Archive for the ‘companies’ tag
HOPE MORE THAN EXPECTATION – Or the Fall out from Cala Homes -v- Secretary of State for Communities and Local Government
Do you think that when the company was created anyone thought of the similarity in the name to a certain John Le Carre character. At least this company and the DCLG are fighting out there differences in the full glare of the courts and not in the labyrinthine realm of the Circus.
Pickles is, as they say, dead but will not lie down. He has announced that the Government will introduce legislation to push on with the abolition of the Regional Strategies. He has also announced that taking that into consideration the planners and the Inspectorate should bear his comments in mind. See his letter of the 10th November to Chief Planning Officers.
I was recently at an interesting discussion on the potential use of mediation on town and country planning matters. The initial reaction, of the majority of the town and country planners, both in the private sector and the public sector, was that the idea was interesting but that they could not see how that process would easily fit into the system.
That issue is not the main point of this blog which is Cala. What Pickles hopes is that the professionals will ignore Cala and forget regional Strategies. From what I gathered that is unlikely to happen. Several of those present had appeals going on where the submissions had been drafted excluding reference to the Strategies and where that there is now a frantic rewrite. Whilst I can understand what Pickles is driving at it is strange, to a lawyer, to suggest that people should forget what the law says because the law should change. What happens if the law does not change or the government changes its mind on its planning reforms? That would be good as for the majority of what they propose but I doubt will happen. Apart from that, I think a lot of people will want to revert to the regional Strategies because, for all their faults, a lot of the planning fraternity think they are better than what is proposed.
I went on holiday in September with the promise from various clients that their land deals were progressing and came back two weeks later bronzed by the Marrakesh sun, refreshed and having honed my negotiating skills by haggling over taxi prices and the like to find what?
Not a lot. The clients are all nervous and certainly sitting on their hands. The banks are out trying to lend, as long as there is absolutely no risk and they have security that is not only belt and braces but also the trousers as well.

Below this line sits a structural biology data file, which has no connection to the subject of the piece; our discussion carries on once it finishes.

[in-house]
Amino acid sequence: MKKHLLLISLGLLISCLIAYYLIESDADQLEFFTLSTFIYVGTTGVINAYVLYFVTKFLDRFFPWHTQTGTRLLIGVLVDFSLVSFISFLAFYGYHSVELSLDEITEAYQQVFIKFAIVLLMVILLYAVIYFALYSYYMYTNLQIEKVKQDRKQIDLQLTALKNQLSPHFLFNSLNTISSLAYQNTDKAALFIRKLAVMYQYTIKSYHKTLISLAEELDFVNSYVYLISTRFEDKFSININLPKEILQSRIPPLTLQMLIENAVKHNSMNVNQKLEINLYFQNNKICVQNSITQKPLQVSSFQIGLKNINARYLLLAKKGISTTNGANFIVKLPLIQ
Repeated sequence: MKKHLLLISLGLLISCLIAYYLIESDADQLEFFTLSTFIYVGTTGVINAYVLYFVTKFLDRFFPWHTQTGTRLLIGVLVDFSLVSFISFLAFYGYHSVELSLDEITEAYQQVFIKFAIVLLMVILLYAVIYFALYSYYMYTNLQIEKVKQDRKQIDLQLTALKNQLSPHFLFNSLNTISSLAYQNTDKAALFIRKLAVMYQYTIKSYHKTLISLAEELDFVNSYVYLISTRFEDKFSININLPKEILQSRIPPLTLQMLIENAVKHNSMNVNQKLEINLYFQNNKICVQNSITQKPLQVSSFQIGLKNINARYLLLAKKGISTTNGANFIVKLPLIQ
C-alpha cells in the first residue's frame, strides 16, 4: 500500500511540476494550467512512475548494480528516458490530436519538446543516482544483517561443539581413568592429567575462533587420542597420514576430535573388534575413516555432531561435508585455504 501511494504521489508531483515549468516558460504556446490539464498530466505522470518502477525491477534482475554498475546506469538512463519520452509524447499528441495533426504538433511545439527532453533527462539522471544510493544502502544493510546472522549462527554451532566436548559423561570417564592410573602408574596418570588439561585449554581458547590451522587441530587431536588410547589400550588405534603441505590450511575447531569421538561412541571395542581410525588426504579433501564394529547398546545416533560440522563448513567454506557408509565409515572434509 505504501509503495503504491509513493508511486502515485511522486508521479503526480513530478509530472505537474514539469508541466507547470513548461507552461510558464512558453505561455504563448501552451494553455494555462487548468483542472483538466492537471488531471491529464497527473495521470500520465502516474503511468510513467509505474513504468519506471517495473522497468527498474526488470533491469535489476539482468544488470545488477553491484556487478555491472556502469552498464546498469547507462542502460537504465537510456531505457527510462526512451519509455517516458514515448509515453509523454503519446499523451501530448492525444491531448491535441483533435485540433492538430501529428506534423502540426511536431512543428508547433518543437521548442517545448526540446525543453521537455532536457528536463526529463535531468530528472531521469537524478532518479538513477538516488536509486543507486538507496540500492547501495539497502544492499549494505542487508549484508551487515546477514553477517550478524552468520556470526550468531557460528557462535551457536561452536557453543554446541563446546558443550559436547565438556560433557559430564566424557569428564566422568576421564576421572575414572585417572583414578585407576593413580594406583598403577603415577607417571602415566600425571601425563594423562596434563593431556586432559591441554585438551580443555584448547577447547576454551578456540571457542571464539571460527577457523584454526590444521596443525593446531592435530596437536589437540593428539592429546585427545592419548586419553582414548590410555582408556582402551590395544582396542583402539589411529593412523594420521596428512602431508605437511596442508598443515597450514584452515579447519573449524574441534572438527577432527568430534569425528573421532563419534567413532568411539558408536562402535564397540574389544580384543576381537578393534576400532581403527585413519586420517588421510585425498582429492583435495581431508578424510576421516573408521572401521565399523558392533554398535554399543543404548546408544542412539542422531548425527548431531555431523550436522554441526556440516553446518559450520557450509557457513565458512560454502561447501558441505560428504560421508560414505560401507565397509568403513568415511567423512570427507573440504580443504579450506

So what does a commercial property lawyer do? He turns to his second string of planning advice. There is still work in this area particularly relating to certificates of lawful use and enforcement issues. Certificates of lawful use seem to be an area which is now much considered. Why one asks oneself? I suspect it is because the planning process is in such a muddle, with thanks to Mr Pickles, that people are turning to the idea of getting some basic position secure so that they can then try and move to their real objective knowing that the local planning authority cannot take away the base position. A certificate of lawful use is relatively easy to obtain, provided that the applicant completes all the necessary boxes and forms. The case is one of fact and not subject to the vagaries of the views of planning officers and the planning committee. Has the use been continuous for 4 or 10 years? If so, the certificate must be granted.
I know there have been some high profile cases involving secret development which have fallen foul of the procedure but these are rare and, from what I read, deserved to fail .
Sometime ago I was involved in a refinancing package between two companies which were in common ownership. Company A lent company B money and as part of a cost saving exercise, the loan, although recorded in both companies records, was never protected by a formal charge registered at the Land Registry and at Companies House.
Latterly company A has given a guarantee to Barclays Bank in respect of a loan by that bank to company C. That guarantee is protected by a debenture and charge over company A’s assets. For a variety of reasons, not least the attitude of Barclays, company B wants to protect its position by having a charge over the assets of company A.
I have had to advise that the only way company B’s position can be protected against Barclays bank is for that bank to agree to postpone its protection. The client is going into negotiations with Barclays, I anticipate more in hope than in expectation.
At the time of the original loan there was good reason to spend as little money as possible and the companies remain in the same ownership, so that the common management knows exactly the financial position. However, the story does demonstrate that cost savings can lead to a future adverse position unless those involved remember what happened in the past.